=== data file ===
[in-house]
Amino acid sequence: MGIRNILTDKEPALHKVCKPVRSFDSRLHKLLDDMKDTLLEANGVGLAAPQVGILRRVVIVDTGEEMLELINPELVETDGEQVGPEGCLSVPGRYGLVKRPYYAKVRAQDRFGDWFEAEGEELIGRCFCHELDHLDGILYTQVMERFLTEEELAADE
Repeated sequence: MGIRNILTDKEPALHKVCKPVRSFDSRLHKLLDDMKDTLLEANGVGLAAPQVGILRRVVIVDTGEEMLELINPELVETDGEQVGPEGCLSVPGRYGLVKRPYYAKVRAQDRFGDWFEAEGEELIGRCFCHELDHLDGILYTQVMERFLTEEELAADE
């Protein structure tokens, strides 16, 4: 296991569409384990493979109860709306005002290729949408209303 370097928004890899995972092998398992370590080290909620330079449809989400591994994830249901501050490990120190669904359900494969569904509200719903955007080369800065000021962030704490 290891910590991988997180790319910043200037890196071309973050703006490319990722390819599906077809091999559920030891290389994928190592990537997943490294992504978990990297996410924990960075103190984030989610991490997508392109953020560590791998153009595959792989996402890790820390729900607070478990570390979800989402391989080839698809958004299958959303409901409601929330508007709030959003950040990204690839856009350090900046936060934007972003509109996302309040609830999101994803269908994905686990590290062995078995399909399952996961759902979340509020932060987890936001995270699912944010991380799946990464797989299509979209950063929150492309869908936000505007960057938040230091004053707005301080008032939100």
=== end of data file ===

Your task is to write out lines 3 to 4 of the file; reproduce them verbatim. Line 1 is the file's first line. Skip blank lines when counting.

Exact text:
Repeated sequence: MGIRNILTDKEPALHKVCKPVRSFDSRLHKLLDDMKDTLLEANGVGLAAPQVGILRRVVIVDTGEEMLELINPELVETDGEQVGPEGCLSVPGRYGLVKRPYYAKVRAQDRFGDWFEAEGEELIGRCFCHELDHLDGILYTQVMERFLTEEELAADE
């Protein structure tokens, strides 16, 4: 296991569409384990493979109860709306005002290729949408209303 370097928004890899995972092998398992370590080290909620330079449809989400591994994830249901501050490990120190669904359900494969569904509200719903955007080369800065000021962030704490 290891910590991988997180790319910043200037890196071309973050703006490319990722390819599906077809091999559920030891290389994928190592990537997943490294992504978990990297996410924990960075103190984030989610991490997508392109953020560590791998153009595959792989996402890790820390729900607070478990570390979800989402391989080839698809958004299958959303409901409601929330508007709030959003950040990204690839856009350090900046936060934007972003509109996302309040609830999101994803269908994905686990590290062995078995399909399952996961759902979340509020932060987890936001995270699912944010991380799946990464797989299509979209950063929150492309869908936000505007960057938040230091004053707005301080008032939100």